Class response: Even with technology, teachers must remember the basics

I’m old enough to have typed papers in high school but young enough to have been introduced to early desktop computers when I was in elementary school. I suppose that would put me somewhere between a “digital immigrant” and a “digital native.”

 

Let me start by saying I think school should embrace technology. They should demonstrate to students legitimate educational and business uses for technology. Almost every aspect of what I do at school is linked to some technological tool. Now, let me also say that I don’t fully buy into the assumptions some of our class reading and videos put forth.

 

There seems to be an underlying belief, among some, that the problems schools face are a result of not embracing technology. In one of the videos, the college students said they bought books they never cracked open. They skipped class. My question: What’s new? Sounds a lot like the scene when I started college almost 15 years ago. It was that way when my parents were in school.

 

In his 2001 writing “Digital Natives, Digital Immigrants,” Marc Prensky describes how students today are different. He paints this diverse group with a broad brush and says teachers have to approach them by “going faster, less step-by step, more in parallel, with more random access, among other things.” I read this, and I’m puzzled.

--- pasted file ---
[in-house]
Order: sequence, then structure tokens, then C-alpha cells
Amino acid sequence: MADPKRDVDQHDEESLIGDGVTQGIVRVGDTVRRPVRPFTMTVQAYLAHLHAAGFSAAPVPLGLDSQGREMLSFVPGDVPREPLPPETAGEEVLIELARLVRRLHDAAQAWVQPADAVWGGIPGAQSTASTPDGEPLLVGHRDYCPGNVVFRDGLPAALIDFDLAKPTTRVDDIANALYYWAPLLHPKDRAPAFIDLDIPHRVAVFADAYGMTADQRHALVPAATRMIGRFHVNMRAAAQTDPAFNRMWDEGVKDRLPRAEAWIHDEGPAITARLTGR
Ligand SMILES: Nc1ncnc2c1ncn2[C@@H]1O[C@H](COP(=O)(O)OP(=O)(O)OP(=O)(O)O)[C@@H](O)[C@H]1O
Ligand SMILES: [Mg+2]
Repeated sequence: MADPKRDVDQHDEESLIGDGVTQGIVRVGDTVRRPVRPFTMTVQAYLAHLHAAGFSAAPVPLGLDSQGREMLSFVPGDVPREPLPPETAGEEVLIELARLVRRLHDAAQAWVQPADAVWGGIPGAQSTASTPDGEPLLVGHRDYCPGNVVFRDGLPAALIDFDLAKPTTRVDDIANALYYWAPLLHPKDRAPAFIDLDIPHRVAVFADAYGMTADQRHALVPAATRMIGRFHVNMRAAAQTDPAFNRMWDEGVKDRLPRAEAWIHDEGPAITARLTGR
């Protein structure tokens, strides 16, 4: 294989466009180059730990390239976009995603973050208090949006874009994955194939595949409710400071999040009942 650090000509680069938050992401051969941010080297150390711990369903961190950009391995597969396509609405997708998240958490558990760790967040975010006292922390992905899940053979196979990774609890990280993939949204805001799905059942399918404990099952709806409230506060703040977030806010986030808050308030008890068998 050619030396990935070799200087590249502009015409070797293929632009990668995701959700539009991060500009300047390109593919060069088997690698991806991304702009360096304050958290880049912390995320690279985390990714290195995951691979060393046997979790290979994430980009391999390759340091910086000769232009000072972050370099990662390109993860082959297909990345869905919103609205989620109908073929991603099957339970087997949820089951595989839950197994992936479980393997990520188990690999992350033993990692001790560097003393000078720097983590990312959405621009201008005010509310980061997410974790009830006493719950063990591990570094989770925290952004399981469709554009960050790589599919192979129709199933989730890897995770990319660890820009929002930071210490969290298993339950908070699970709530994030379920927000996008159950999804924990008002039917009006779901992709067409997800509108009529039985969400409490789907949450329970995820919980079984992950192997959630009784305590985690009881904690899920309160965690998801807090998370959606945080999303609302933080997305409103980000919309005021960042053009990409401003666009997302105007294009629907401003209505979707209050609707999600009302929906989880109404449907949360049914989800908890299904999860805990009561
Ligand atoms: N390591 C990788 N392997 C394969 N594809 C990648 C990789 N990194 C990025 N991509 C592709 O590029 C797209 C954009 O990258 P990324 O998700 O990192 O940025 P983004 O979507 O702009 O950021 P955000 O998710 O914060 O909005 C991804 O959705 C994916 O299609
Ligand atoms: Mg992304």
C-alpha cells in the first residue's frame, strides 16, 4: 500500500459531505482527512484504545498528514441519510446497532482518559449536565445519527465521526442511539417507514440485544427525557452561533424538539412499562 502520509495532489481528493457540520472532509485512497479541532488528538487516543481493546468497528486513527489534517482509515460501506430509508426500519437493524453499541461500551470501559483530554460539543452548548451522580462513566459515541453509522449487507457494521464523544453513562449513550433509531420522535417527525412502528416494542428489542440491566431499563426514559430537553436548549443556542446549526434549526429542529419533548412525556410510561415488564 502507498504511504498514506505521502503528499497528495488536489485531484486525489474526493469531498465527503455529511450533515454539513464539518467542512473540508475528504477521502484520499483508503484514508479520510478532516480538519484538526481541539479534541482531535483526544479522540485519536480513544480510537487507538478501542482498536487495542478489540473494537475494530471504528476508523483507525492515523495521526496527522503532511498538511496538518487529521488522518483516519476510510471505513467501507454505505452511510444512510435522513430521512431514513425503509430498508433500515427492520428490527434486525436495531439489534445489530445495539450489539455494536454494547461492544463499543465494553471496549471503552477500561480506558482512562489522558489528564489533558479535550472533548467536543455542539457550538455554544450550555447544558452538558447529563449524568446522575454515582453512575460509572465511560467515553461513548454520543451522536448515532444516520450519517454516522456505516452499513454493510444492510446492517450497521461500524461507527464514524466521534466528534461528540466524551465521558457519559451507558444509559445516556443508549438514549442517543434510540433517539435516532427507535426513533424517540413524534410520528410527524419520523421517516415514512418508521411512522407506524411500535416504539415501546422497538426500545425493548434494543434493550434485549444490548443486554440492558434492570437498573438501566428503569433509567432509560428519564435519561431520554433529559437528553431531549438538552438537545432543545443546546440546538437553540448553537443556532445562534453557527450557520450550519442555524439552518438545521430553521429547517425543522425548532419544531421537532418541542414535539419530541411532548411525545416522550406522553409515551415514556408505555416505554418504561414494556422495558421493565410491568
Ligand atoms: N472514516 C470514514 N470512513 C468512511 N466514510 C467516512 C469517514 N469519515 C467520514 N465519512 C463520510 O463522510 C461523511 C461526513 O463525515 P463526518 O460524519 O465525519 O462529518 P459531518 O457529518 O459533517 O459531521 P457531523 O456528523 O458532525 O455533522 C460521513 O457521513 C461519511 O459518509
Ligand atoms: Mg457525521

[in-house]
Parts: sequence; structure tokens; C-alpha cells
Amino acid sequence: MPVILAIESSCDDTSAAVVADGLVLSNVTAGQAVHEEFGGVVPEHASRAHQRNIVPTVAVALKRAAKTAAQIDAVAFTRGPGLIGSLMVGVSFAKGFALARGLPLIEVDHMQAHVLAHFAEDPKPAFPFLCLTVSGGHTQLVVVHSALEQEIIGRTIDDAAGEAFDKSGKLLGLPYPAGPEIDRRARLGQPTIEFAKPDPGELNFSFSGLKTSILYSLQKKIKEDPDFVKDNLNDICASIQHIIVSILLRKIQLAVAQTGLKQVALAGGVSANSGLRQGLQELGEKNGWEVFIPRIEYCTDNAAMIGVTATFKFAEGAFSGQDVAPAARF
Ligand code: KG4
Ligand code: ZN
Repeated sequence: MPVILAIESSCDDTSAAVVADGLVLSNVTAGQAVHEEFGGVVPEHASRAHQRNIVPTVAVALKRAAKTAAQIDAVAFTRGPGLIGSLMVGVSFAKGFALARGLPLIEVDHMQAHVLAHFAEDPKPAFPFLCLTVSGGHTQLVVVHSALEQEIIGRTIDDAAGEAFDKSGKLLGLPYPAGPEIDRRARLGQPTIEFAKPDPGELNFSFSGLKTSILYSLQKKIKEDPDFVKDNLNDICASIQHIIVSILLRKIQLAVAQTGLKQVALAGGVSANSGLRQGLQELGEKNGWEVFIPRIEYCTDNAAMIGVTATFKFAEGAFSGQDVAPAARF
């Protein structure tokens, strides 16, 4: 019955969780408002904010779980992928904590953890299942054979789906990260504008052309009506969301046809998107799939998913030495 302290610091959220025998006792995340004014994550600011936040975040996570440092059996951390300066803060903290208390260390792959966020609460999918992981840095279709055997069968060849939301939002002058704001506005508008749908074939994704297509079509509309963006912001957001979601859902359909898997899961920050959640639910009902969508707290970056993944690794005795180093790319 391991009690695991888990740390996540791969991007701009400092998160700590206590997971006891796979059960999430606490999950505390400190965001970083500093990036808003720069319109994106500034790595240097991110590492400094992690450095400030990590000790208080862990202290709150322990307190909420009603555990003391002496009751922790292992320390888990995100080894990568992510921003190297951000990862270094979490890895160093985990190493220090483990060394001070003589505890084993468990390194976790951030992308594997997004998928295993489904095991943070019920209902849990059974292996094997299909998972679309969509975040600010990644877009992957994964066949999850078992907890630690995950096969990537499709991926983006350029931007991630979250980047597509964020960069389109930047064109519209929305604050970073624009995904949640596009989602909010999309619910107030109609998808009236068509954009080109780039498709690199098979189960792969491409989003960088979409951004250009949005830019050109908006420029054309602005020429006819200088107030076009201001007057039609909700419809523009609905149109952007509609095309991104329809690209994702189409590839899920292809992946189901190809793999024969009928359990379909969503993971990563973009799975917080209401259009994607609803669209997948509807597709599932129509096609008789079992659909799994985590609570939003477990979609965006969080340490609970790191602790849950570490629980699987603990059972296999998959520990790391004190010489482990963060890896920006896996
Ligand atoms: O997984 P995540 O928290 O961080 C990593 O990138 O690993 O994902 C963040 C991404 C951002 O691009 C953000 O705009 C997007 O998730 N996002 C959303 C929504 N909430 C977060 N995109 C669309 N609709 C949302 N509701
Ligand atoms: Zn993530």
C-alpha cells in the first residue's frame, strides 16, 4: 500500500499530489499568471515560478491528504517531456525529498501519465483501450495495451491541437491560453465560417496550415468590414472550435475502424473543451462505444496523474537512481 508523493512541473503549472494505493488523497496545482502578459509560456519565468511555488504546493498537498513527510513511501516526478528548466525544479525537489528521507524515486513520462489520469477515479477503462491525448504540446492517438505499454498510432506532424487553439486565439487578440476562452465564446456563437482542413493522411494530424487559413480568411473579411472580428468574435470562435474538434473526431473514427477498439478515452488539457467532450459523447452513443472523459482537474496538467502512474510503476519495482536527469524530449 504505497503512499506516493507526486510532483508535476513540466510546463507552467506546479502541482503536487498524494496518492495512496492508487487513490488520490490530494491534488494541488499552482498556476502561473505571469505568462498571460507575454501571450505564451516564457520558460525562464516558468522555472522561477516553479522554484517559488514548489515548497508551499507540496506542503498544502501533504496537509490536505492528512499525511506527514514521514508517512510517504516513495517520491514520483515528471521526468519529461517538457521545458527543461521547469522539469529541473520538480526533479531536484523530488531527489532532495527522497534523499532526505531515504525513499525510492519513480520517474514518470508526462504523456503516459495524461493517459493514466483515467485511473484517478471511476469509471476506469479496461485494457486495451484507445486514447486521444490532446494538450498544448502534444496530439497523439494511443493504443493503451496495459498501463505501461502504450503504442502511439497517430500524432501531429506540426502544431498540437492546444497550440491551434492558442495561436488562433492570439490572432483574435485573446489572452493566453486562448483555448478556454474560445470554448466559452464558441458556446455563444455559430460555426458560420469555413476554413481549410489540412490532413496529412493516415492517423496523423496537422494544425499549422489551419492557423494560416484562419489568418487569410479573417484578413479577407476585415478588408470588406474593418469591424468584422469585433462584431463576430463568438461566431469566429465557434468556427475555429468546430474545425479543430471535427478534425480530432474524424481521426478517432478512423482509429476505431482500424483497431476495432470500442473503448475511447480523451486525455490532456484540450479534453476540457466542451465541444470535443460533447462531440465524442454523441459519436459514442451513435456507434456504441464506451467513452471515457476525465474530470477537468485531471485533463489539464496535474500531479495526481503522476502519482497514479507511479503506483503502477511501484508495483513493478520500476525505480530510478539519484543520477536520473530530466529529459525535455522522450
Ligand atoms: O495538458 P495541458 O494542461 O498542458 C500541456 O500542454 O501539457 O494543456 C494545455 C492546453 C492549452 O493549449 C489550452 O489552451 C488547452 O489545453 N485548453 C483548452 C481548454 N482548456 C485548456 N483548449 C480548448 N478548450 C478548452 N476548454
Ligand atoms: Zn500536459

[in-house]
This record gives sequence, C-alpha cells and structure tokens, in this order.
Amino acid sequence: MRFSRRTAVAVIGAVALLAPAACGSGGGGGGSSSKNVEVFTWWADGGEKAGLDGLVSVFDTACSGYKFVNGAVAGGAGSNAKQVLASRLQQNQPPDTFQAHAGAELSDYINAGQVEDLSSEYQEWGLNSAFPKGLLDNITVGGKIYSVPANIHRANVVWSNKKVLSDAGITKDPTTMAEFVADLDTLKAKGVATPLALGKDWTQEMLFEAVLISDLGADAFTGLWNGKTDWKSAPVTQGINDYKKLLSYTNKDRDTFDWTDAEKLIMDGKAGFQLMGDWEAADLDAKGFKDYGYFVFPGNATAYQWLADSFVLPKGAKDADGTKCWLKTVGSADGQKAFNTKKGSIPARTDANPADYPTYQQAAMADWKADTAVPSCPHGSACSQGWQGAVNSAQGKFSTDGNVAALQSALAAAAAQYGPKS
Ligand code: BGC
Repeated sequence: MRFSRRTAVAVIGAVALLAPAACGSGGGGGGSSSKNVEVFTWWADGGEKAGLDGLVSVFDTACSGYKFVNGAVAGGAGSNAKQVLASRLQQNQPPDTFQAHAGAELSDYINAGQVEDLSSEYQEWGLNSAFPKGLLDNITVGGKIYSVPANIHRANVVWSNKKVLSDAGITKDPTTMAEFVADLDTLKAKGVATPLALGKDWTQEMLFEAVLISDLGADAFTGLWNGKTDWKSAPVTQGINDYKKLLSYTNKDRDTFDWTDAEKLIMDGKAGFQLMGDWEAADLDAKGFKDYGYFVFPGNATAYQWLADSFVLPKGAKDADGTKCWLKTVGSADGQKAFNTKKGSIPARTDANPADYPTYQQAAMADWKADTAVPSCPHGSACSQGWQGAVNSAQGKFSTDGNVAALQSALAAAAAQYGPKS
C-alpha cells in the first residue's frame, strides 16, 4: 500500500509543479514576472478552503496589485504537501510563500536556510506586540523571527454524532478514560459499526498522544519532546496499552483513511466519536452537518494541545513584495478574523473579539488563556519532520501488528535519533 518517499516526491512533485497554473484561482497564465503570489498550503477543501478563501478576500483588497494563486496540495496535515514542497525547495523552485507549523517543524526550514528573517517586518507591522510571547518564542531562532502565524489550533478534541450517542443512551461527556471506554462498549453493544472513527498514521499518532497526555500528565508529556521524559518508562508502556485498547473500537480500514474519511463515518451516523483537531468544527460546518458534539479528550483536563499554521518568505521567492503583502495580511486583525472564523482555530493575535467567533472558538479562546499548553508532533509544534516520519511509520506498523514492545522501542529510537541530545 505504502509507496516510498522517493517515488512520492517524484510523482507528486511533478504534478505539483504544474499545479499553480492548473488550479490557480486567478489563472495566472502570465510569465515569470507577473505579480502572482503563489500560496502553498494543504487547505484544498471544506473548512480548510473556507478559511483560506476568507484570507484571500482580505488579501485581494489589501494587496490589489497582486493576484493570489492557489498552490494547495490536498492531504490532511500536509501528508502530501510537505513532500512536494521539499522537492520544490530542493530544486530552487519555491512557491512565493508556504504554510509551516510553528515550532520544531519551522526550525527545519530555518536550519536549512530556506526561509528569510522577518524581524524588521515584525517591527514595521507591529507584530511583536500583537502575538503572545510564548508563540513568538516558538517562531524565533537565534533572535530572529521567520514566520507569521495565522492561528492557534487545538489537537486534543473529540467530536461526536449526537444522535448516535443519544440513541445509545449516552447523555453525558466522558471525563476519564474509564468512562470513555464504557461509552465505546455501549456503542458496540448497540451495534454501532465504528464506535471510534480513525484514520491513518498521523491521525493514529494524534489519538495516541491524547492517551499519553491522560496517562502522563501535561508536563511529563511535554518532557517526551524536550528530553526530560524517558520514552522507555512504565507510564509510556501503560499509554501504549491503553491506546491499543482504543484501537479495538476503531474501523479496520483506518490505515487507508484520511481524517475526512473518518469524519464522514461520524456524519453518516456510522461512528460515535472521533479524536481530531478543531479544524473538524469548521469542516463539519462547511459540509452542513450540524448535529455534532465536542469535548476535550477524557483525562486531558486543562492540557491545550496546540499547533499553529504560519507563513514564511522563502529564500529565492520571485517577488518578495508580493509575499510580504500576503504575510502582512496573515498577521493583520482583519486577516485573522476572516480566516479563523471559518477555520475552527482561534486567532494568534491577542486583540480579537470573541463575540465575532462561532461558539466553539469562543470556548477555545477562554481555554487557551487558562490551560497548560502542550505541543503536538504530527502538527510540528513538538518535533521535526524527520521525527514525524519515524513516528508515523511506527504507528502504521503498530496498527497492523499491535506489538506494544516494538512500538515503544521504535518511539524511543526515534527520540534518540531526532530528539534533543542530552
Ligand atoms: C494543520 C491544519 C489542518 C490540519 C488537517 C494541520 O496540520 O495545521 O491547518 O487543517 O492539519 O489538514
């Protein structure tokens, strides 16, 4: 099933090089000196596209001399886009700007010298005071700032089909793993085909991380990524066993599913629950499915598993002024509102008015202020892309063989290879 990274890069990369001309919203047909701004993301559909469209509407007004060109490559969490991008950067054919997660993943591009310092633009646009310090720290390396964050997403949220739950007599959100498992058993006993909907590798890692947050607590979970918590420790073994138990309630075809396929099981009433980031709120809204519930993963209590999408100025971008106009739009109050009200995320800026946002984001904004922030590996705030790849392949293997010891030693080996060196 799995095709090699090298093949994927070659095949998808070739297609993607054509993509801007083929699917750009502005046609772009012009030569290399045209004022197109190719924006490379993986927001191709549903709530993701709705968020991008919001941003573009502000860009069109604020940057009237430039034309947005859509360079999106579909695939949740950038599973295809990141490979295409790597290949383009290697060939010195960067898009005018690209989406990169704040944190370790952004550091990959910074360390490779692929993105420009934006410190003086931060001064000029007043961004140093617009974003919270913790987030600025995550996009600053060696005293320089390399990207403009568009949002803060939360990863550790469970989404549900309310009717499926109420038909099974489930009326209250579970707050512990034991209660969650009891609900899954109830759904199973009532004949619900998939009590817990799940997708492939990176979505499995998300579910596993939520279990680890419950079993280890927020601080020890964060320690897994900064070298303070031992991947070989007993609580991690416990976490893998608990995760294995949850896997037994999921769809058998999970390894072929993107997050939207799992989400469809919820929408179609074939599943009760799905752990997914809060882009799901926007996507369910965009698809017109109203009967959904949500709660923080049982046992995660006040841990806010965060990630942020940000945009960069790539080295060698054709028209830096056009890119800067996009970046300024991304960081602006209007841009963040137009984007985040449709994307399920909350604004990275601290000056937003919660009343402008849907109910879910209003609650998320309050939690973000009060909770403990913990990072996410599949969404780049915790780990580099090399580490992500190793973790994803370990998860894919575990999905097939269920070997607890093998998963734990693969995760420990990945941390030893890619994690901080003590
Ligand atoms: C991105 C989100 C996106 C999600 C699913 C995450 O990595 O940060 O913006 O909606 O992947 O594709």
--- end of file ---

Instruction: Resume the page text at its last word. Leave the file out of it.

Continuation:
We know that students learn differently. We know that some need more time. Others need the freedom to go faster. We use different strategies. One of those strategies might be to allow students to go faster, but it is absurd to think “faster” is the solution for every student.

 

Prensky writes, “Today’s students are no longer the people our educational system was designed to teach.” There may be some truth to that. But isn’t it also true that our education system has never had it completely right? The struggle for education is and always has been the need to make lessons relevant and engaging.

 

What certainly has changed is what will make learning relevant and engaging. In many cases, it’s technology. Technology will solve many of the challenges we face in making learning engaging – as is described in David Warlick’s “A Day in the Life of Web 2.0.”

 

While we jump at the opportunity to use this new technology we can’t ignore everything else we know about learning. We can’t forget that students learn differently. We can’t assume that every child will arrive in our classes with the same familiarity of computers, video cameras, digital recorders or whatever gadgets we will put to use.

 

Frankly, we have to stop assuming that our students will intuitively understand the best, productive ways to use computers simply because we set a desktop in front of them. It’s like assuming a child will become a proficient reader simply because they have a shelf full of books. Yes, it helps, and some students will show a knack that helps them excel in that area. But others will struggle. Especially when teaching more advanced programs, I believe students will struggle far more than many assume. I find this in teaching students to use Photoshop and Illustrator as well as Google Docs.

 

As I said, I embrace technology in all aspects of my classroom, but I worry that if our profession moves ahead with the assumption that technology will magically solve every problem, we are fooling ourselves. It simply isn’t that easy.

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